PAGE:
• This Old House took a whirlwind renovation tour of Boston, tackling several home improvement projects: an attic makeover; a basement remodeling; a greenhouse addition; a kitchen renovation; and the redecoration of a Boston apartment in the Longwood neighborhood. .

  • From a second-story suburban expansion to the redecoration of an urban apartment, This Old House took a whirlwind home improvement tour of the Boston area during its sixth season, rolling up their sleeves alongside homeowners to design, budget, build and decorate five different remodeling projects.


    Hidden Asset

    Rob and Jennifer were already home improvement veterans when This Old House stopped by to expand the master bedroom of their 50 year-old classic Cape Cod cottage. A hidden asset made the work easier: an unfinished attic provided space for a master bathroom, bigger closets and a balcony overlooking the backyard. All of the renovations were housed in a shed dormer that brought the attic roof in line with the house's main roof. Throughout the demolition, homeowners Rob and Jennifer lent a hand, helping not only to construct the addition but also to knock down its cost. Under the tutelage of our master carpenter, they learned how to properly demolish walls, tear off roofing, frame the new addition, drywall, plaster, shingle, tile, run wires, lay pipe and install carpeting. Their hard work paid off in the form of a spacious, light filled suite in keeping with the humble character of their home.


    Playground

    Next the crew climbed down from the roof and into the cellar for its second project, the conversion of a basement into a family room. To make the switch from utility area to living space, the crew first had to reposition an oil storage tank that cut into the room's useable space, and then update low-slung pipes and rewire the electrical system. Unfinished basements can be wet, cold and dark so the watchwords for this project were moisture control, heat and light. Homeowners took care to install plenty of insulation sheathed with a watertight vapor barrier. Copper baseboard heating insured that the family stayed warm while a false hearth built into the chimney gave the room a cozy feel. Large white window wells were installed to bring much-needed light into the underground room. Walls were then studded out and finished, built-in cabinets for stereo, television, books, toys and storage constructed and a drop ceiling installed to hide pipes and wires but keep them accessible for repairs. The transformed basement was dry, warm and bright—a perfect backdrop for family life.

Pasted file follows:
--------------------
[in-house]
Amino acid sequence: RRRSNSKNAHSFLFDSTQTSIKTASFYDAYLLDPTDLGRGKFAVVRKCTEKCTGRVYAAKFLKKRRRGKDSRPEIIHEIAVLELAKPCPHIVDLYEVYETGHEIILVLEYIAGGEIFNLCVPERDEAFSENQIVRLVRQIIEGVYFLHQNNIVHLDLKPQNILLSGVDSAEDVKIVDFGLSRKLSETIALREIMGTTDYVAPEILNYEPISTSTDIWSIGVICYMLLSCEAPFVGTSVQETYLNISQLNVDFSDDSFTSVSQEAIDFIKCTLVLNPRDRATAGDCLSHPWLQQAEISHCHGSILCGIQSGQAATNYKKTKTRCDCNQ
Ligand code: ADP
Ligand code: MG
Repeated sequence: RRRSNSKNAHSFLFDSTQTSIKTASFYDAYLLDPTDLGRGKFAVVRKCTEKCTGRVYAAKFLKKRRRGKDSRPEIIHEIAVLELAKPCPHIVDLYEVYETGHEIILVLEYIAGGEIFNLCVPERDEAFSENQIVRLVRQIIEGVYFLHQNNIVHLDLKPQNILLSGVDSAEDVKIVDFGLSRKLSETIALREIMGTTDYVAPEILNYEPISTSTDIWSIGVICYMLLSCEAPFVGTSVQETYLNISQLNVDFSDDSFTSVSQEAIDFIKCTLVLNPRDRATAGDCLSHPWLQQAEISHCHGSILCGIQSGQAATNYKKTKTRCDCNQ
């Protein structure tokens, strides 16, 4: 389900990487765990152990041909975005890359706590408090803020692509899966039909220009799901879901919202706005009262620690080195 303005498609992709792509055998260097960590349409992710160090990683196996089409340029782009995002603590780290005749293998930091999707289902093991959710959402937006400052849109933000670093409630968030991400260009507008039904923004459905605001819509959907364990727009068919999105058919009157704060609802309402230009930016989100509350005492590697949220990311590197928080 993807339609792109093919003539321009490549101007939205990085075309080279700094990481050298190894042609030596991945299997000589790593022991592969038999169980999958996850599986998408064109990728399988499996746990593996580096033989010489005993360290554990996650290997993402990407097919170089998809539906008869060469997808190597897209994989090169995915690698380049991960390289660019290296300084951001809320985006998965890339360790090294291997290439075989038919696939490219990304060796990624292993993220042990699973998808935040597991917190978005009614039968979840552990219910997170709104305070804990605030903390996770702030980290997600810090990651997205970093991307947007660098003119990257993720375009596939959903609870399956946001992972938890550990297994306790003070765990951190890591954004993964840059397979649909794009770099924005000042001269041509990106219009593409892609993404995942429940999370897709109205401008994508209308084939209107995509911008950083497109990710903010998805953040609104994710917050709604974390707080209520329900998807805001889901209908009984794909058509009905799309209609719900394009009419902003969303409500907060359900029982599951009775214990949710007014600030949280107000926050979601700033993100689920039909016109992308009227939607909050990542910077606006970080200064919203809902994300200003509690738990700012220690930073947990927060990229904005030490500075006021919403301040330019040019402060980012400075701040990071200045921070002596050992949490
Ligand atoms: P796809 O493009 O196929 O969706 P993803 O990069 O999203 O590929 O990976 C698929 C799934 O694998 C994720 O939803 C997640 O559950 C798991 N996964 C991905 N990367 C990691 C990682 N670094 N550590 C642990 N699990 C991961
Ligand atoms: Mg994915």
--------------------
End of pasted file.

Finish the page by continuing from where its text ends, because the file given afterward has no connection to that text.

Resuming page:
A House of Green Leaves

    For years, Meade had looked at greenhouses in catalogues and at home shows, waiting for the day that she might build her own. That day arrived along with the This Old House crew who helped her install a single-story greenhouse on her home's southern wall, just off the living room. To create a passageway, the TOH crew converted one of the living room windows into a doorway, carefully removing and replacing the decorative mouldings that gave the room its Colonial charm. The greenhouse itself came in a kit that included the aluminum frame, insulated glass panels and quilted shades to insulate the room at night. Decorative red quarry tiles, fragrant red cedar paneling, custom-made workbenches and an abundant supply of plants and flowers completed Meade's dream greenhouse.


    Kitchen Kitsch

    The team then headed to a glorious 100-year old Victorian with a kitchen ahead of its time. While the rest of the house featured leaded glass, warm golden oak paneling and carved mouldings, the kitchen was stuck in the kitschy fifties, replete with drop ceiling, orange cabinets, hollow-core doors and faux wood paneling. To remedy the time warp, TOH called in architect Jock Gifford who reorganized the house around a central hallway, relocating the back door to the end of the hall, tucking the powder room underneath the stairs and transforming the kitchen's look and layout so that they better reflected the period of the home. When the considerable dust settled, the new kitchen, with its bay window, wood stove, oak cabinets and beechwood floor, showed no trace of its fifties nostalgia.


    An Artful Apartment

    Before becoming homeowners, most people spend a few years living in an apartment where any repairs they make will eventually be left behind. But a few well-placed, economical improvements can transform a hollow shoebox into a more welcoming home. To this end, This Old House took on the redecoration of an apartment in Longwood Towers, a 1920s era apartment complex on the outskirts of Boston. The young couple renting the unit wanted to restore and update its rooms, which suffered from water damage and a bad paint job. TOH called in Metropolitan Home editor Ben Lloyd who offered inexpensive solutions like track lighting, a Murphy bed, moveable screens and modular shelving that the couple could take with them when they moved. The finished product proved that home improvement isn't just for homeowners.

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